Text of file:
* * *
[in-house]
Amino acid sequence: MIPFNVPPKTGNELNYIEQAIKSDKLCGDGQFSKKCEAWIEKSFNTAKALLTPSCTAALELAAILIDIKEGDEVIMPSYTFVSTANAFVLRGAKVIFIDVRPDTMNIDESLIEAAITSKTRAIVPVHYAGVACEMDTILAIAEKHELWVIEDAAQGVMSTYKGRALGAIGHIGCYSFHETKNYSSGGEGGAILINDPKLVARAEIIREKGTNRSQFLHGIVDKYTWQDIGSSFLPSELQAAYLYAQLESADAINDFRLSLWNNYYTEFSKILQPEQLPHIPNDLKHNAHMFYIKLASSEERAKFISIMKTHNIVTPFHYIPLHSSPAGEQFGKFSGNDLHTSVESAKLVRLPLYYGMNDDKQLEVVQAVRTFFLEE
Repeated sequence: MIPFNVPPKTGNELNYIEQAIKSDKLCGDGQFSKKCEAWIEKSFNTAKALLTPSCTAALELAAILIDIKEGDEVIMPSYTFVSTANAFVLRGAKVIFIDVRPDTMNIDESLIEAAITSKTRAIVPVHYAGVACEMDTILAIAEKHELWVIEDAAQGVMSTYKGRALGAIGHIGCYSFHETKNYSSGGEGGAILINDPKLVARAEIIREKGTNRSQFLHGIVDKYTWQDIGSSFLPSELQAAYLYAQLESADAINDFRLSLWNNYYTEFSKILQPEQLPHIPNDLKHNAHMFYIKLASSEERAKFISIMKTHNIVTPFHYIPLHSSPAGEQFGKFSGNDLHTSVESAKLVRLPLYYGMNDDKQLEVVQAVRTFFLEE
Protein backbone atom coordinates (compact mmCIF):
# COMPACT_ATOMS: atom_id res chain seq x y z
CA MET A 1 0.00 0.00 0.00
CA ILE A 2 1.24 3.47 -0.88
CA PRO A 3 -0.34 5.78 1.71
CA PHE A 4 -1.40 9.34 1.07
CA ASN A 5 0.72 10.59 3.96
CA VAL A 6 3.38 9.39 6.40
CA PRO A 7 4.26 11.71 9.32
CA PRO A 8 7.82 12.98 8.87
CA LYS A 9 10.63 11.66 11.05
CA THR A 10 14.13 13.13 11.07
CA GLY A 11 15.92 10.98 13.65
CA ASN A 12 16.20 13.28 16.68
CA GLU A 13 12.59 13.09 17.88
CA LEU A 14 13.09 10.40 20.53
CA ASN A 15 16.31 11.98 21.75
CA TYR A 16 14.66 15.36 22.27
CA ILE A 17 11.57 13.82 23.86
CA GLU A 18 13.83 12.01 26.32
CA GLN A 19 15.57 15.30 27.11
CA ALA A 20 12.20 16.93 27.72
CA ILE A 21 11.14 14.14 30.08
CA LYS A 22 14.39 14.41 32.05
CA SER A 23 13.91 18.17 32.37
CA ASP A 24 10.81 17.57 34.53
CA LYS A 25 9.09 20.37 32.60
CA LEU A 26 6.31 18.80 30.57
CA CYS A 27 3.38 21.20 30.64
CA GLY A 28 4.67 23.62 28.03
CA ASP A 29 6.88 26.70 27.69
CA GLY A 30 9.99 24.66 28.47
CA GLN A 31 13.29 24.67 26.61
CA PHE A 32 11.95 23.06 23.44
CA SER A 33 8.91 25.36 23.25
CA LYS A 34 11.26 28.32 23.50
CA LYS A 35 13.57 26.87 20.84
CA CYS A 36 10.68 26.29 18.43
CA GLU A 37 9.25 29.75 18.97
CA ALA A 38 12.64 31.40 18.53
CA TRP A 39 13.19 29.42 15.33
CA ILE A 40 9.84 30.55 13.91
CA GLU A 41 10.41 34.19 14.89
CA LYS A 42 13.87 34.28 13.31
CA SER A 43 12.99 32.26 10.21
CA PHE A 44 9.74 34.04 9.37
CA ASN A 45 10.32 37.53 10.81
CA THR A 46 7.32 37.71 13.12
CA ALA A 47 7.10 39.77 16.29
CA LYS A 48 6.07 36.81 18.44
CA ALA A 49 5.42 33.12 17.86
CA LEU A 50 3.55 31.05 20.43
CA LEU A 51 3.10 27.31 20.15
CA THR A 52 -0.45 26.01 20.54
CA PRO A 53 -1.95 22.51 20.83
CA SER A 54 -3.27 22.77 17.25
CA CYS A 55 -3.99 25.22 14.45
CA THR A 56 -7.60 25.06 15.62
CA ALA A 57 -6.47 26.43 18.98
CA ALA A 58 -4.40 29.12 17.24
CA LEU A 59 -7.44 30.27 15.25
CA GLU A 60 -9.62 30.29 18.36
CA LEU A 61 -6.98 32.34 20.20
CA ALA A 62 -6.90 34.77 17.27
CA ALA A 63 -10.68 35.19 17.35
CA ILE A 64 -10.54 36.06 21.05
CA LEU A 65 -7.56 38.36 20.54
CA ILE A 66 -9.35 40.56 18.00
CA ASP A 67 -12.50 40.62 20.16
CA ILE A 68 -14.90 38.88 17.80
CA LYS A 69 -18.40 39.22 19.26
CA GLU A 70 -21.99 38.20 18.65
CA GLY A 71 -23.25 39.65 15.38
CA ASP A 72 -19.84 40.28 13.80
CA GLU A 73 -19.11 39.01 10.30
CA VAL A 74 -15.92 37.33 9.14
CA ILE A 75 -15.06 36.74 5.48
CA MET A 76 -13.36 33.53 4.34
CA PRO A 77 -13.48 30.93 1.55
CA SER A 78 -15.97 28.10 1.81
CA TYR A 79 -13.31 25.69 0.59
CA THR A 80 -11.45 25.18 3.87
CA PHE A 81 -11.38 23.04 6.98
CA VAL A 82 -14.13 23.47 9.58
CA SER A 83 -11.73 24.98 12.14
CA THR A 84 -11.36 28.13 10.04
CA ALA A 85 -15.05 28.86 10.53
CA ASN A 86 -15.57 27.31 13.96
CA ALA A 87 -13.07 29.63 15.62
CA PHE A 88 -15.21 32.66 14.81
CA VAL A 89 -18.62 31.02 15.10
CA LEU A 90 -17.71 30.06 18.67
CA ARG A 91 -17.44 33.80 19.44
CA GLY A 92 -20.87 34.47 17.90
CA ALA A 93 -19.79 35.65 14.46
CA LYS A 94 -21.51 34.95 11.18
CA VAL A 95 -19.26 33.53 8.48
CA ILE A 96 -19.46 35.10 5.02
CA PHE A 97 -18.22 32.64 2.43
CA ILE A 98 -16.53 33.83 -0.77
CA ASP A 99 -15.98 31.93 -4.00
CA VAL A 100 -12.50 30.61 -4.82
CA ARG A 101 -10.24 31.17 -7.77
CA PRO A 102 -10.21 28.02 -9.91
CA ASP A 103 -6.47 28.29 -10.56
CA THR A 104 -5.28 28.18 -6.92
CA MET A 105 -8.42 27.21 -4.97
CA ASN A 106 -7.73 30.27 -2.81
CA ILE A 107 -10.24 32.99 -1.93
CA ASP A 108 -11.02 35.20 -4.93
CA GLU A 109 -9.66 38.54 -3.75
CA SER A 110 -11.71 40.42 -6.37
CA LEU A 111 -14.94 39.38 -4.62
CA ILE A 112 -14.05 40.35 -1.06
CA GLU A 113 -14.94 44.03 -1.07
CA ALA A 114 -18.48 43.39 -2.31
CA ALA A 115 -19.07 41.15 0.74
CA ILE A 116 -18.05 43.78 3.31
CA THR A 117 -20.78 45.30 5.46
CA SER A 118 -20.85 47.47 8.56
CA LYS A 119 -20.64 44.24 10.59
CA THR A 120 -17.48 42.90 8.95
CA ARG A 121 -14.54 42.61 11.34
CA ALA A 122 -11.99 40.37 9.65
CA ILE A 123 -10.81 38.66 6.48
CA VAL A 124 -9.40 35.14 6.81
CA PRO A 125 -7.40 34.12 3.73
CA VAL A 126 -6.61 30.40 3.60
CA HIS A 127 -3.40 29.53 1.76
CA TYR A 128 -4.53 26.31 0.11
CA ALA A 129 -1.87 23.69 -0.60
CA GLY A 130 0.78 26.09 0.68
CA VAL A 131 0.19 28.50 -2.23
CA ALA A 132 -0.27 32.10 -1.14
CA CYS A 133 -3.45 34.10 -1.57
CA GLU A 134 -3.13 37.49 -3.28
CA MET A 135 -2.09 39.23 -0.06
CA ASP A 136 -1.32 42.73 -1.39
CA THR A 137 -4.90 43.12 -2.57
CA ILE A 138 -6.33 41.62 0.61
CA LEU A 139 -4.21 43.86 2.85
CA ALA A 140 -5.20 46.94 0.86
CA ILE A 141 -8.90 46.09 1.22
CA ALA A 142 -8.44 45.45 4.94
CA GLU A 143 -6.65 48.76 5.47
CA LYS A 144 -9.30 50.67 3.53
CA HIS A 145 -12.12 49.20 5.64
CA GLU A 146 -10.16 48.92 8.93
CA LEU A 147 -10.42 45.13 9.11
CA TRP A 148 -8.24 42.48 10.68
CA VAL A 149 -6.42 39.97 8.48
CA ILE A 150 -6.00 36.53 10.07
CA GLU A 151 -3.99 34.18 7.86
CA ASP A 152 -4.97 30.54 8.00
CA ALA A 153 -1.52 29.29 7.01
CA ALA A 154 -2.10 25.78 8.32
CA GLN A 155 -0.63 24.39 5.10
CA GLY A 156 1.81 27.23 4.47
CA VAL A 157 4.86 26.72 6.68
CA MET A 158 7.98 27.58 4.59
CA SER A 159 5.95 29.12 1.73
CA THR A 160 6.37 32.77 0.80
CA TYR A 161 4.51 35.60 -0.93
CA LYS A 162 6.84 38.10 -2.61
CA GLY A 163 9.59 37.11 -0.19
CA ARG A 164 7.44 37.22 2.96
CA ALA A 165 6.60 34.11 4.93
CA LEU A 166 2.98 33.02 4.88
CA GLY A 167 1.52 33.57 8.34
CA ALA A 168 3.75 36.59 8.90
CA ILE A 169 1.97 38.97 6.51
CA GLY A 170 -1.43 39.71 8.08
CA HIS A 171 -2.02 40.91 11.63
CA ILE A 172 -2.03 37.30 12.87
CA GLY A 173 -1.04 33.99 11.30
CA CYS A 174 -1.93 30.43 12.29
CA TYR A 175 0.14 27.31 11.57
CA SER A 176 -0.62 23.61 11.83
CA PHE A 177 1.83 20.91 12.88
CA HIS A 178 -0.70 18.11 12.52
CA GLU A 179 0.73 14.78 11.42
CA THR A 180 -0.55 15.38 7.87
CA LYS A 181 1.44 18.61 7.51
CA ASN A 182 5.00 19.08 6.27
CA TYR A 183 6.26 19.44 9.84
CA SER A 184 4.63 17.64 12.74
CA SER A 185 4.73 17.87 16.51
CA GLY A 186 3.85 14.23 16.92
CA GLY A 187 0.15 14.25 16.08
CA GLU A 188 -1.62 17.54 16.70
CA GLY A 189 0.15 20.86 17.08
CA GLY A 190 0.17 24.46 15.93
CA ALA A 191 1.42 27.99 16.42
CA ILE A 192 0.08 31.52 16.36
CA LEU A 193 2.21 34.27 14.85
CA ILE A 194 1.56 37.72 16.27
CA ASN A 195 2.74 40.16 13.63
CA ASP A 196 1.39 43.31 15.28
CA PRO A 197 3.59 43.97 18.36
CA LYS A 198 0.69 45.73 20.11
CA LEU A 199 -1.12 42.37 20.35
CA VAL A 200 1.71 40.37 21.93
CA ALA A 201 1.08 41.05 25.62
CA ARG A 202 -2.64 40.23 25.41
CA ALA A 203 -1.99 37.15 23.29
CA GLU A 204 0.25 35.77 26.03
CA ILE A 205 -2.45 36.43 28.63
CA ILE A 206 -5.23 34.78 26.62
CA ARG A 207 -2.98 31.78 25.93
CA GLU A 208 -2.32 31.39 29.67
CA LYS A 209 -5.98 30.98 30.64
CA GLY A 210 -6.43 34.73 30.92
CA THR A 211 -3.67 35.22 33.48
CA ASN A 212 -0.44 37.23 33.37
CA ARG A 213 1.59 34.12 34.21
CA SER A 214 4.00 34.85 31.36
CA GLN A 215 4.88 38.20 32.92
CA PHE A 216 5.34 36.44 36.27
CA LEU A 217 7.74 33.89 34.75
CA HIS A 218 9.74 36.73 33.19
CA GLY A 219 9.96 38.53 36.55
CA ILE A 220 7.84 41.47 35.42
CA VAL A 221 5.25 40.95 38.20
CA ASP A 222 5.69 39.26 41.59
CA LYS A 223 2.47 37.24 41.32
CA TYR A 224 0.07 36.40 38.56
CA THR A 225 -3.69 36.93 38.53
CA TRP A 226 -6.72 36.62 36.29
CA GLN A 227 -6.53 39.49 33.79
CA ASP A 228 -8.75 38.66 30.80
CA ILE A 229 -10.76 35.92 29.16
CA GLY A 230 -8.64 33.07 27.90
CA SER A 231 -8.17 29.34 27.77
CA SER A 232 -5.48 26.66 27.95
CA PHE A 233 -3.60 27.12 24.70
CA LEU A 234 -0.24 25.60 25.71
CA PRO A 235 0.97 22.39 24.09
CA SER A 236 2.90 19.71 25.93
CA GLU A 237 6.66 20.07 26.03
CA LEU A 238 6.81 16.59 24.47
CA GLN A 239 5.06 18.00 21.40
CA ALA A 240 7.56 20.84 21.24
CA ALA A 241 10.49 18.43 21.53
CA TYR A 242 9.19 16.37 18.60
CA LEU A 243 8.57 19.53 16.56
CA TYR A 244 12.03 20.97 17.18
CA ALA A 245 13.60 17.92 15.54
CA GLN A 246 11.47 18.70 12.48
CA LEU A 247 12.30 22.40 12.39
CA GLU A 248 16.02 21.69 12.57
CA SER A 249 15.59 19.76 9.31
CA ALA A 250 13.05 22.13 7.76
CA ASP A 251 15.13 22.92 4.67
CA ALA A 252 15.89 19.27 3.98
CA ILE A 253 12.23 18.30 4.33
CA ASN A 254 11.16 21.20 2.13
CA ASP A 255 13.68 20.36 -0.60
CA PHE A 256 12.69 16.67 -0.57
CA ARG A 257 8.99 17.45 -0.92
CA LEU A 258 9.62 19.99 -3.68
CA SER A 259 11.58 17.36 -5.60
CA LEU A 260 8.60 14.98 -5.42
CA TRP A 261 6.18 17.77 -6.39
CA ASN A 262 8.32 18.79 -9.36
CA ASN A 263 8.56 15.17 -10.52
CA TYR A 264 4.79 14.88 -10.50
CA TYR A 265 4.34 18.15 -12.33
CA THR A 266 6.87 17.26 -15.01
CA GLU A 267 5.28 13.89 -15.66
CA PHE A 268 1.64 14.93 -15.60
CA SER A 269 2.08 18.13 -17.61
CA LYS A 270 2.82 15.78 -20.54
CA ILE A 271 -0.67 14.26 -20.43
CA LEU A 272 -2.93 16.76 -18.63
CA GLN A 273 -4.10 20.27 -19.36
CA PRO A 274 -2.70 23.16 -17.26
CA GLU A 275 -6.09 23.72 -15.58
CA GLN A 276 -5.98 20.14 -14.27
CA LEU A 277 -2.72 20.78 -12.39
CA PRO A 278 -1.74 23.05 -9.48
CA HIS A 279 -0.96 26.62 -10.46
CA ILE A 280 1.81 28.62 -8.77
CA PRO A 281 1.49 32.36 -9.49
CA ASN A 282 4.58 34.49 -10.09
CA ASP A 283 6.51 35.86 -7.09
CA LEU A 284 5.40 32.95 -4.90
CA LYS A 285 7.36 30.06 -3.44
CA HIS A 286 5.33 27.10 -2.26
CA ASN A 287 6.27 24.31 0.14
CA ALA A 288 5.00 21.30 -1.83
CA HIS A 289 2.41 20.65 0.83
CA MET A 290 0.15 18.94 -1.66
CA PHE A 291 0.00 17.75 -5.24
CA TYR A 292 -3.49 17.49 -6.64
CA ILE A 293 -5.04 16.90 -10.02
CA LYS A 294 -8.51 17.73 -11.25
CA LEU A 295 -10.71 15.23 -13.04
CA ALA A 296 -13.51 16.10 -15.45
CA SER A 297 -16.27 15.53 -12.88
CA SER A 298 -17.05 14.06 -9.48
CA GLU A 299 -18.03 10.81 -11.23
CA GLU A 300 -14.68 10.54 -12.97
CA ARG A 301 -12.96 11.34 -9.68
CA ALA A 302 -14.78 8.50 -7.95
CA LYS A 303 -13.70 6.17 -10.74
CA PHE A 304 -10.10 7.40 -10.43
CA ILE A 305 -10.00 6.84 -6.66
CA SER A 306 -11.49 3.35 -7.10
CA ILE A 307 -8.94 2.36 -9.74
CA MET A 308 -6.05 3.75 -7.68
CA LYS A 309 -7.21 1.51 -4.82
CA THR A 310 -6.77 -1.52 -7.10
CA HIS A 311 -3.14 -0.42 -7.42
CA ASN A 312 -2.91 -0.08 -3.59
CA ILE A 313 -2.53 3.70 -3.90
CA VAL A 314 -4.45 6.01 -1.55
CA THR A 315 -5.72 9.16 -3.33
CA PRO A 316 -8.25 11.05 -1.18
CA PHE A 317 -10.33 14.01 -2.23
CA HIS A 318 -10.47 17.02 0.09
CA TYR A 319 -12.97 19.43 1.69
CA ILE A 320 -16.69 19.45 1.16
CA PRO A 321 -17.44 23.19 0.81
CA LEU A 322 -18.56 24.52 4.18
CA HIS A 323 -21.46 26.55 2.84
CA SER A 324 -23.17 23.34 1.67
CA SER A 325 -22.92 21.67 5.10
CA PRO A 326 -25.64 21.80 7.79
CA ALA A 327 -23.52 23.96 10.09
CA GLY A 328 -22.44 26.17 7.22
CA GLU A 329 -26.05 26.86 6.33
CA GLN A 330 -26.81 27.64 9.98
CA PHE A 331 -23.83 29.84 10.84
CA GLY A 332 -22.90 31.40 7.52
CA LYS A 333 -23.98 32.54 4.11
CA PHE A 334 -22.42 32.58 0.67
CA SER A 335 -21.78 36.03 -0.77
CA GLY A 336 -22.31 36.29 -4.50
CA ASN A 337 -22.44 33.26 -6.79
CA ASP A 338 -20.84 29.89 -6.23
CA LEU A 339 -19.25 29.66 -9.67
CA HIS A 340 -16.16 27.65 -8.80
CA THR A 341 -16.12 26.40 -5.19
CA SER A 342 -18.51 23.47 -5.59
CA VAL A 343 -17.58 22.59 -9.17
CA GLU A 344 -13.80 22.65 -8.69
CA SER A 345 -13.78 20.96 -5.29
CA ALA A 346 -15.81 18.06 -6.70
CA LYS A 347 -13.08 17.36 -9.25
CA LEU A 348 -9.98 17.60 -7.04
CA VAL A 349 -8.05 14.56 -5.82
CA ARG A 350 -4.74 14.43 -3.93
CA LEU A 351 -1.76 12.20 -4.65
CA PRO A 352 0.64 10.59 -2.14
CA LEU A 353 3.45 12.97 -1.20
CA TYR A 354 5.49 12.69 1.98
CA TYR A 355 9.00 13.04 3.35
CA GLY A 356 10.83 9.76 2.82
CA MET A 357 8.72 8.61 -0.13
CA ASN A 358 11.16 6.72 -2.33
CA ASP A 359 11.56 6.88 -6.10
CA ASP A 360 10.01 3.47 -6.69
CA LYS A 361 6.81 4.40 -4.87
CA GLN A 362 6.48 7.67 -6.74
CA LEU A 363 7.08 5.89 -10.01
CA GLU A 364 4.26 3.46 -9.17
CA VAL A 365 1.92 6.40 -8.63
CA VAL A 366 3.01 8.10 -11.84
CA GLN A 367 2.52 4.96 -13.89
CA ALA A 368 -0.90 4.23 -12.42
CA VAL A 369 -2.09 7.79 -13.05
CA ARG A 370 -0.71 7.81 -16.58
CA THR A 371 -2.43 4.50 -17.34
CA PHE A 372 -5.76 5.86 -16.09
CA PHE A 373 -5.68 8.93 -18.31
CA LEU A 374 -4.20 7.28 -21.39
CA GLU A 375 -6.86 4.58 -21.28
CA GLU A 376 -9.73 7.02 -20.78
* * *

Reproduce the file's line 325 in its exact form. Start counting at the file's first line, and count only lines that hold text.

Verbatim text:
CA ILE A 320 -16.69 19.45 1.16